### Determining EPA Wind Load Specifications for Lights

The recommendations of the researchers of those projects were used without further calibration. The Fatigue II limit is for the finite-life approach used to determine remaining service aashgo for an in-service structure. The non-hurricane wind speed is based on peak gust data collected at weather stations aahsto at least 5 years of data were available Peterka, ; Peterka and Shahid, For non-hurricane regions, measured gust data were assembled from a number of stations in state-sized areas to decrease sampling error, and the assem- bled data were fit using a Fisher-Tippett Type I extreme value distribution.

The hurricane wind speeds on the United States Gulf and Atlantic coasts are based on the results of a Monte Carlo simulation model described in Vickery and Waldhera and Vickery et al.

Statistical Parameters for Wind Load Variables The wind pressure is computed using the following formula: The parameters V, Kz, Kd, G, and Xashto are random vari- ables, and the distribution function of wind pressure and the wind load statistics are required to determine appropri- ate probability-based load and load combination factors. The cumulative distribution function CDF of wind speed is particularly significant because V is squared.

However, the uncertainties in the other variables also contribute to the uncertainty in Pz. Statistical Parameters of Aashtk Load-carrying capacity is a function of the nominal value of resistance Rn and three factors: Wind load statistics Ellingwood, The actual strength in the structure can differ from structure to structure, but these differences are included in the fabrication and professional bias factors lf and lp.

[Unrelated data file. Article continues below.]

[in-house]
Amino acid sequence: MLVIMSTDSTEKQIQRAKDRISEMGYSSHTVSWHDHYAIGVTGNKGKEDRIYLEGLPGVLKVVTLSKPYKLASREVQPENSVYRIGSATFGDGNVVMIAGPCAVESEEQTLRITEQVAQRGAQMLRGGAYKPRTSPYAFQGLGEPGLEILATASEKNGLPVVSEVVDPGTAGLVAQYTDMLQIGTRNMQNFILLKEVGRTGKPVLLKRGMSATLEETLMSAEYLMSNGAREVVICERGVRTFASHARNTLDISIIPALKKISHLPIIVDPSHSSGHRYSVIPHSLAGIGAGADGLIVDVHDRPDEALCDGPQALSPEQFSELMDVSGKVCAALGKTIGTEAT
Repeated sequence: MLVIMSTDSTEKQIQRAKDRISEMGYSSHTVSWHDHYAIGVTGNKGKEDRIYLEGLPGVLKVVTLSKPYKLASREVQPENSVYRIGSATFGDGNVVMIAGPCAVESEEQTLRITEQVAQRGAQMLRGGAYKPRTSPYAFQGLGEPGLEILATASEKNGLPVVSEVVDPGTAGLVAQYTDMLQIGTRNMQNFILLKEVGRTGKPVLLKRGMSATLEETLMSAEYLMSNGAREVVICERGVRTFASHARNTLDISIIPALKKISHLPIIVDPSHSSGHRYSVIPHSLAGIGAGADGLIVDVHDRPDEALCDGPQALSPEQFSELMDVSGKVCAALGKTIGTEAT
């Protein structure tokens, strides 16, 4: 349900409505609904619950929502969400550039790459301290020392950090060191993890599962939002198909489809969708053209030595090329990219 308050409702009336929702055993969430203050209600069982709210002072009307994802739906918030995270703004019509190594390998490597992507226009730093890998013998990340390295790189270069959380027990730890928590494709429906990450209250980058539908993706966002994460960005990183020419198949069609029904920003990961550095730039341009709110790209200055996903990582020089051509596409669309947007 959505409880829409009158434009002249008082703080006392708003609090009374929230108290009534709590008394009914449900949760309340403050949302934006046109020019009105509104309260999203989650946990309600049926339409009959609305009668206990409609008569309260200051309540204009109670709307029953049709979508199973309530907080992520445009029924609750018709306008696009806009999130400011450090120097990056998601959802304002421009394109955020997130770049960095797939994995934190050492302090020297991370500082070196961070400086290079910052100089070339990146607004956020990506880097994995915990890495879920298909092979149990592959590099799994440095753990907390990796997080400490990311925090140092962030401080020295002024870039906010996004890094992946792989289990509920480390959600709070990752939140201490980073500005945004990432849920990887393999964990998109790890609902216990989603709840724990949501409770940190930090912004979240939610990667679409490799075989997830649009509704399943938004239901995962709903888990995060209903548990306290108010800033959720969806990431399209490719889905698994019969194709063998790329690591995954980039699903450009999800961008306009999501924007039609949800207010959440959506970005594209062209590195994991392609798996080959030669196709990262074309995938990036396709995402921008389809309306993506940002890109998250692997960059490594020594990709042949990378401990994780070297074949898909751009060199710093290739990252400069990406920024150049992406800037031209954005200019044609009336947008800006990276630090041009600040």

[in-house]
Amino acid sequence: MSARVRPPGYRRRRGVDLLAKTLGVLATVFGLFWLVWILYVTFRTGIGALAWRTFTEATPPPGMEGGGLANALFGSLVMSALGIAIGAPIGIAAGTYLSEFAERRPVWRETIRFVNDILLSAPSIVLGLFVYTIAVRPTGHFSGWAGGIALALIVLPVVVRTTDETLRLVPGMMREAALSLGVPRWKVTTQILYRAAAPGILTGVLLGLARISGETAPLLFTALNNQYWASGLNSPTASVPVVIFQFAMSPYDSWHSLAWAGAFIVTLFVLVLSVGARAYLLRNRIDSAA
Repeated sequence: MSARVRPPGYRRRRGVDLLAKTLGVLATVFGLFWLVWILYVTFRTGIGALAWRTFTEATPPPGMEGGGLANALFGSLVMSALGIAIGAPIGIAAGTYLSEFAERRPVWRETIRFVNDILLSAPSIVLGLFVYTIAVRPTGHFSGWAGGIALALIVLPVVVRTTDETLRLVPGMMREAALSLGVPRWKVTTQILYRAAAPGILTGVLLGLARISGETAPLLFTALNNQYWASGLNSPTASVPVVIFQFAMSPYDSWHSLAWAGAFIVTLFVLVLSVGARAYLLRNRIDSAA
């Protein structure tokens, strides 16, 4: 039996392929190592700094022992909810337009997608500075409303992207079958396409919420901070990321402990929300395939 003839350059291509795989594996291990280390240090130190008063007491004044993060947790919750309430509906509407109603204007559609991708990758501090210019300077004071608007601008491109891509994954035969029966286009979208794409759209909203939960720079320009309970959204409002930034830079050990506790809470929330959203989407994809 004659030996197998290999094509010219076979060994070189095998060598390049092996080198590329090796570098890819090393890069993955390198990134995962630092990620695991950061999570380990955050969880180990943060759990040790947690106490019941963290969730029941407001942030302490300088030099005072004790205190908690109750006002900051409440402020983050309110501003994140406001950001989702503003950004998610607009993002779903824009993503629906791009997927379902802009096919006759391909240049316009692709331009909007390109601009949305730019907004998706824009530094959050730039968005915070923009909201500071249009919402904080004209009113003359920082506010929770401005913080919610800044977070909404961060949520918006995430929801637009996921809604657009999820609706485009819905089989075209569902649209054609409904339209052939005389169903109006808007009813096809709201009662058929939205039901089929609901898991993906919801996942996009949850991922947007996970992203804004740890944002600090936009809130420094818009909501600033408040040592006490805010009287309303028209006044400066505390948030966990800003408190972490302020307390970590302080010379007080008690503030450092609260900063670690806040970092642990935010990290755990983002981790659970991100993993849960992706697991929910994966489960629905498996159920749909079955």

Material parameters ltz-5 steel were established based on the yield strength data.

The typical parameters are listed in Table 13 to Table The resistance load-carrying aashro is formulated for each of the considered limit states and structural components: Bending resistance, elastic state: The terms with the subscript r represent the required strength load effectand those with the subscript c represent the cor- responding available strengths load-carrying capacity. Statistical parameters for material and dimensions Ellingwood et al. Resistance statistics for hot-rolled steel elements Ellingwood et al.

Limit State Resistance Cov Tension member 1.

### American LitePole | Wind Speed Map

Resistance statistics for cold-formed steel members Ellingwood et al. This proce- dure allows for finding function g and calculating reliability index b. For calibration purposes, using a ltz-5 second- moment approach, the resistance parameters were assumed to have a bias factor of 1.

The details are provided in Appendix A. Flexural Resistance The flexural resistance is discussed here, and other actions and combinations of actions are provided in detail in Appendix A.

The LRFD design requirement for a structure at the opti- mal design limit is: To meet the design limit, the nominal resistance is: At the optimal design limit, the mean of R becomes: Limit State Resistance Cov Tension member, limit-state yield 1.